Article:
It’s that time of year again. Freelancers and the self-employed must start gathering together their financial information in order to report to the Internal Revenue Service (IRS). If you haven’t started this process already, it’s definitely a good time to start, as the earlier the better.

The earlier you start preparing your taxes, the easier it can be to ensure that you will not be audited by the IRS. Unfortunately, but likely not surprisingly, freelancers and the self-employed are most likely to trigger an audit by the IRS. The complexity of the tax code and our desire to do our own taxes causes many freelancers to struggle with tax compliance.

How do you avoid getting hit with an IRS audit? There are a number of things to keep in mind while preparing your taxes in order to keep an audit at bay.

All the deductions

Anytime you can deduct something from your taxes is a good financial time, but deductions of all kinds are some of the biggest triggers for an IRS audit. Freelancers have access to a lot of deductions because of the nature of the work, but just because you can find a deduction for everything from apps to your shiny new home office doesn’t mean you should.

Instead, you must be deliberate in how you deduct that new home office. As long as it is used only as a home office, you’re golden. Office supplies, of course, can be deducted, but these must be exclusively used for work.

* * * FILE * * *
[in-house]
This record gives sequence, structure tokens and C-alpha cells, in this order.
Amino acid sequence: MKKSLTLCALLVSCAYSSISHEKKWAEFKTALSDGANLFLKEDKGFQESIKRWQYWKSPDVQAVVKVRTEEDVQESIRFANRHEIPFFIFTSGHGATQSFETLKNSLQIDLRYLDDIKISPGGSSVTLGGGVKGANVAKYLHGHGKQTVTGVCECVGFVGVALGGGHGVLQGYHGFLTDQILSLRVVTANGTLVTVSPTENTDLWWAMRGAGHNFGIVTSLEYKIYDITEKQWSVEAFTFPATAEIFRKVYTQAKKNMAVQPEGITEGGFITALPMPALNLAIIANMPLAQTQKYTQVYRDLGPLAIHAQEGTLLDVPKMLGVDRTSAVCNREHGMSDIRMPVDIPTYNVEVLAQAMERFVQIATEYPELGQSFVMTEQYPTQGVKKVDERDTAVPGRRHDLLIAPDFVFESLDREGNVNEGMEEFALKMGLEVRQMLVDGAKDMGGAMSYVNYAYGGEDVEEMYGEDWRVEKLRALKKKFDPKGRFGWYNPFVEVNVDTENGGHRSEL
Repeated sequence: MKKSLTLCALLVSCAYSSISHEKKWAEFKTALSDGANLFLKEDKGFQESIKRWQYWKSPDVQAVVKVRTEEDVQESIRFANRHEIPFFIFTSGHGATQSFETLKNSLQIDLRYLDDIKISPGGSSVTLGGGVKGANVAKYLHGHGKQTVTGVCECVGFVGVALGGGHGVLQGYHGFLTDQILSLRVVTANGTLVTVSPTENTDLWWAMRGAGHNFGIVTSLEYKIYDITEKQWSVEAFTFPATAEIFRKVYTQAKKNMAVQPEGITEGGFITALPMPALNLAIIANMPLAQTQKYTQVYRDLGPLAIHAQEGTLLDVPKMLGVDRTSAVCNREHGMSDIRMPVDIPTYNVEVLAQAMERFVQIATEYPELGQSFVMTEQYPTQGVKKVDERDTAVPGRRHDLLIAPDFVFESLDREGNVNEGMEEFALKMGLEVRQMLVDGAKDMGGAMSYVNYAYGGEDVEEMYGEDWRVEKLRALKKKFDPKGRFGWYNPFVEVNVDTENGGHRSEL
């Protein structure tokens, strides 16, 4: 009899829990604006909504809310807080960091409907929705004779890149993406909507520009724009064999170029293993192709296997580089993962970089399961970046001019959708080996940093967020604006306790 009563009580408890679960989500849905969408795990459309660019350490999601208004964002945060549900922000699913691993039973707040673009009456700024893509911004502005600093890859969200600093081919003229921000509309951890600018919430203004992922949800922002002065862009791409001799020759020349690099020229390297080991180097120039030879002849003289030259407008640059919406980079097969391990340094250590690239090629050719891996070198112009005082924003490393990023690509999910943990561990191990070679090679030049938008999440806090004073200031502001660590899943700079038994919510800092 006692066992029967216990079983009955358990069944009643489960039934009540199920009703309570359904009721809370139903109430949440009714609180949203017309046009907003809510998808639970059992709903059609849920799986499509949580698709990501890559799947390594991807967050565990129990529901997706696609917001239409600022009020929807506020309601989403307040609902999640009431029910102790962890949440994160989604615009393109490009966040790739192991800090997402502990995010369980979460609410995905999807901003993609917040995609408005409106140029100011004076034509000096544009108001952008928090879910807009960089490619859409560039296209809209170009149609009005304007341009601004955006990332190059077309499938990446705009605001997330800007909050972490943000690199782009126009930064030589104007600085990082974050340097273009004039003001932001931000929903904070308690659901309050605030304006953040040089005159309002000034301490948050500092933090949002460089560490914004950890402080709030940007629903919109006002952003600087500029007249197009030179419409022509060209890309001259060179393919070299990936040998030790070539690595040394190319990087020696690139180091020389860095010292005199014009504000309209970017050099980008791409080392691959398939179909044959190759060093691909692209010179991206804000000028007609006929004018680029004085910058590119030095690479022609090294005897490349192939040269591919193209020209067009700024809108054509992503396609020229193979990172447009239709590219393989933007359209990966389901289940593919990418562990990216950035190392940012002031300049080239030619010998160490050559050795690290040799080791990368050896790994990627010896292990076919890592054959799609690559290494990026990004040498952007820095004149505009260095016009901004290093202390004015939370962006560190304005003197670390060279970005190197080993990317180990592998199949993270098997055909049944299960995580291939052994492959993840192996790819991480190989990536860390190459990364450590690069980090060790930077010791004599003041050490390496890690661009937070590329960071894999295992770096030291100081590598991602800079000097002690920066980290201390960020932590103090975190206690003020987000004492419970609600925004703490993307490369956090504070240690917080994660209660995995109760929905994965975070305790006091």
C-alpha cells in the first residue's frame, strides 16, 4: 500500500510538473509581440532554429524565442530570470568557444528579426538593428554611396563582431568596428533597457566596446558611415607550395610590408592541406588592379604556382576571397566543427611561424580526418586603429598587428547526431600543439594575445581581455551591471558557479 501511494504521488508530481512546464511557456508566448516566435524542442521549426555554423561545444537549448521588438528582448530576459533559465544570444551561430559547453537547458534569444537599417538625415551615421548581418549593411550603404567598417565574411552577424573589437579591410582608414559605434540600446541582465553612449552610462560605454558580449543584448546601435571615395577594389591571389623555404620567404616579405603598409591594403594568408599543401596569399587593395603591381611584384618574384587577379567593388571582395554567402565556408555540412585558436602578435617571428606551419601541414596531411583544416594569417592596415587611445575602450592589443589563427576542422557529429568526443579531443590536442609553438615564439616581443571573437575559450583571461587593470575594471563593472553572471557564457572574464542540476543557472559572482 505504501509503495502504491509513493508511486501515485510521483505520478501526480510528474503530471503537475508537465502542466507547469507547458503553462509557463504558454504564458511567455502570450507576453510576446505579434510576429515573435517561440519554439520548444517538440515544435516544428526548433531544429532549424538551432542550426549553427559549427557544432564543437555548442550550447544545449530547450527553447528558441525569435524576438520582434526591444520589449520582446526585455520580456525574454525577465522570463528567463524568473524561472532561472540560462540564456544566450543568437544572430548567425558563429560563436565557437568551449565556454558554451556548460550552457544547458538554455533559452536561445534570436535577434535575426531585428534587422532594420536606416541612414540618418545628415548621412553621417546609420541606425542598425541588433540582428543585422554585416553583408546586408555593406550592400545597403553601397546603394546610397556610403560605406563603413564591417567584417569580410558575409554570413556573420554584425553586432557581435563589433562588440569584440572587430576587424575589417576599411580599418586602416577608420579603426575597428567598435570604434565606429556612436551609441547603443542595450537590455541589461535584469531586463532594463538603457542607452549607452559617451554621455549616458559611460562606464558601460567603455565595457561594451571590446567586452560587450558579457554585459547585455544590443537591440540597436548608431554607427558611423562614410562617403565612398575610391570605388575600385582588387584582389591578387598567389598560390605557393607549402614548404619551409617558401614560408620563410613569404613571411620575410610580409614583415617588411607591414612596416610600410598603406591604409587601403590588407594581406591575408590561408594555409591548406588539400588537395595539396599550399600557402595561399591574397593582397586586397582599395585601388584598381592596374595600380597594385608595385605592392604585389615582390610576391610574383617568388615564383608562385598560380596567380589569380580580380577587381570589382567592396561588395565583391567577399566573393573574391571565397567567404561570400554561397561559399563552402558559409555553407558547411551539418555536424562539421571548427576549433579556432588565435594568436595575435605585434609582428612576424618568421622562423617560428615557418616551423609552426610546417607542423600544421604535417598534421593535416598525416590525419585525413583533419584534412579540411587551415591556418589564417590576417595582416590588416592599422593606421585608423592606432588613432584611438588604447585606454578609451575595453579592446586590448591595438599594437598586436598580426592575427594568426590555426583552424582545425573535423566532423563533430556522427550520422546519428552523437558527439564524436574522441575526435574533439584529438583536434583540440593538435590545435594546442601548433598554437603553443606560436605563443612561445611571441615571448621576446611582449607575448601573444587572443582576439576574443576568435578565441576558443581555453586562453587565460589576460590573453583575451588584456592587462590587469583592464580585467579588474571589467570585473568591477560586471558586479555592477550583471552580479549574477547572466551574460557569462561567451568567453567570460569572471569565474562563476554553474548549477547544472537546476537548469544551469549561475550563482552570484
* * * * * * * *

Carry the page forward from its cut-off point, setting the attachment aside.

Another gray area is vehicular expenses and deductions. Mileage is a great deduction for many freelancers, as it can get racked up quickly. However, if you use your business trips as opportunities to conduct personal business as well, make sure you track the differences. A savvy IRS auditor could notice the pattern and head your way. Be wary, too, of deducting repairs to your car for anything that was incurred during work.

All that Income

Freelancing can be great for generating income without having to work a 9-to-5, but reporting it to the IRS can get complicated. Of course, there’s the task of making sure you have 1099s from all your clients who actually paid you.

Being diligent about collecting 1099s from your clients and checking them for discrepancies is key to reporting your income correctly. This will keep the IRS at bay for any possible wonky math. At the same time, you may be tempted to round figures, especially for things like deductions. The only time it’s okay to round on your taxes is to whole dollar amounts.

We all want to be successful, and freelancers can make it big. When you do, however, reporting a large income as a freelancer or as a self-employed worker is a sure-fire way of calling the IRS to your door. If your business starts to grow that profitable, it’s wiser to incorporate yourself if you can than to continue as a freelancer.

Incorporating yourself is a great way to protect both you and your assets, legally and otherwise.

All the Questions?

In the end, you may still feel out of depth at filing your own taxes. If this is the case, you could always support another freelancer by hiring a freelance accountant to prepare your taxes. Sitting down with a tax pro is a good way to learn more about preparing taxes.

It’s also a good way, as writer Kelly Clay noted for Fast Company, of taking the anxiety out of a highly-stressful process. As she points out, being a freelancer is stressful enough.

Hattie is a writer and researcher living in Boise, Idaho. She has a varied background, including education and sports journalism. She is a former electronic content manager and analyst for a government agency. She recently completed her MBA and enjoys local ciders. Tweet at Hattie: @hejames1008 and find her on LinkedIn.


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